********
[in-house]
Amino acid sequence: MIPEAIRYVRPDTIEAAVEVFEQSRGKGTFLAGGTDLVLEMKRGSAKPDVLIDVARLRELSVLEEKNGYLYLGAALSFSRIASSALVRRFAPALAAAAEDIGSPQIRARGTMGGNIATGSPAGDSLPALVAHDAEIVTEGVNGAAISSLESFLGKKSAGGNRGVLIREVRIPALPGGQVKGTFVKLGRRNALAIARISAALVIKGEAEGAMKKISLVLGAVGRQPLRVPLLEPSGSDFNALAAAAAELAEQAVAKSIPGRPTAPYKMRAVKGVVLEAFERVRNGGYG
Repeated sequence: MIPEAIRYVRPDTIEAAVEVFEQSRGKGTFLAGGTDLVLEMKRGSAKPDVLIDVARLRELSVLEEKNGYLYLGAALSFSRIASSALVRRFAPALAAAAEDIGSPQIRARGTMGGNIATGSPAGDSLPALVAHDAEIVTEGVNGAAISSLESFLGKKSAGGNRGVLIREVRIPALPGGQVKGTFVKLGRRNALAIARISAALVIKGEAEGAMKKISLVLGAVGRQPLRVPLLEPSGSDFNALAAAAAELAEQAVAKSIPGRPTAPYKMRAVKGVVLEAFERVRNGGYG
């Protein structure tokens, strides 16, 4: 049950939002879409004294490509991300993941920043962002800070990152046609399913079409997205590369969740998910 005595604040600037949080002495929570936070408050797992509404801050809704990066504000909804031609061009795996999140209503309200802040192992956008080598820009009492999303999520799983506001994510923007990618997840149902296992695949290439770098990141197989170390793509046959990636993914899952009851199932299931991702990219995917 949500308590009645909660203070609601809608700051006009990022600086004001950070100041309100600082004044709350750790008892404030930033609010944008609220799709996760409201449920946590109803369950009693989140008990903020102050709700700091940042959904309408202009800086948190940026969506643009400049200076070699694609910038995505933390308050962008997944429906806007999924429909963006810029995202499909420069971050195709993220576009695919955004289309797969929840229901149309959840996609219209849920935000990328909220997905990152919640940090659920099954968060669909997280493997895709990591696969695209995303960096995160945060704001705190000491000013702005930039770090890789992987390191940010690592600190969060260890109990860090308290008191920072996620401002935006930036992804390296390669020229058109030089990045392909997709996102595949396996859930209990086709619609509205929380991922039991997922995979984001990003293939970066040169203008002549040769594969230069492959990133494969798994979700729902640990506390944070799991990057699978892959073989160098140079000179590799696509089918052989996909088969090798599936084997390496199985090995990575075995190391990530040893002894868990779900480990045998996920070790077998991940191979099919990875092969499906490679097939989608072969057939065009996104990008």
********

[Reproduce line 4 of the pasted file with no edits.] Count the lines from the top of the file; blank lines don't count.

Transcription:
């Protein structure tokens, strides 16, 4: 049950939002879409004294490509991300993941920043962002800070990152046609399913079409997205590369969740998910 005595604040600037949080002495929570936070408050797992509404801050809704990066504000909804031609061009795996999140209503309200802040192992956008080598820009009492999303999520799983506001994510923007990618997840149902296992695949290439770098990141197989170390793509046959990636993914899952009851199932299931991702990219995917 949500308590009645909660203070609601809608700051006009990022600086004001950070100041309100600082004044709350750790008892404030930033609010944008609220799709996760409201449920946590109803369950009693989140008990903020102050709700700091940042959904309408202009800086948190940026969506643009400049200076070699694609910038995505933390308050962008997944429906806007999924429909963006810029995202499909420069971050195709993220576009695919955004289309797969929840229901149309959840996609219209849920935000990328909220997905990152919640940090659920099954968060669909997280493997895709990591696969695209995303960096995160945060704001705190000491000013702005930039770090890789992987390191940010690592600190969060260890109990860090308290008191920072996620401002935006930036992804390296390669020229058109030089990045392909997709996102595949396996859930209990086709619609509205929380991922039991997922995979984001990003293939970066040169203008002549040769594969230069492959990133494969798994979700729902640990506390944070799991990057699978892959073989160098140079000179590799696509089918052989996909088969090798599936084997390496199985090995990575075995190391990530040893002894868990779900480990045998996920070790077998991940191979099919990875092969499906490679097939989608072969057939065009996104990008």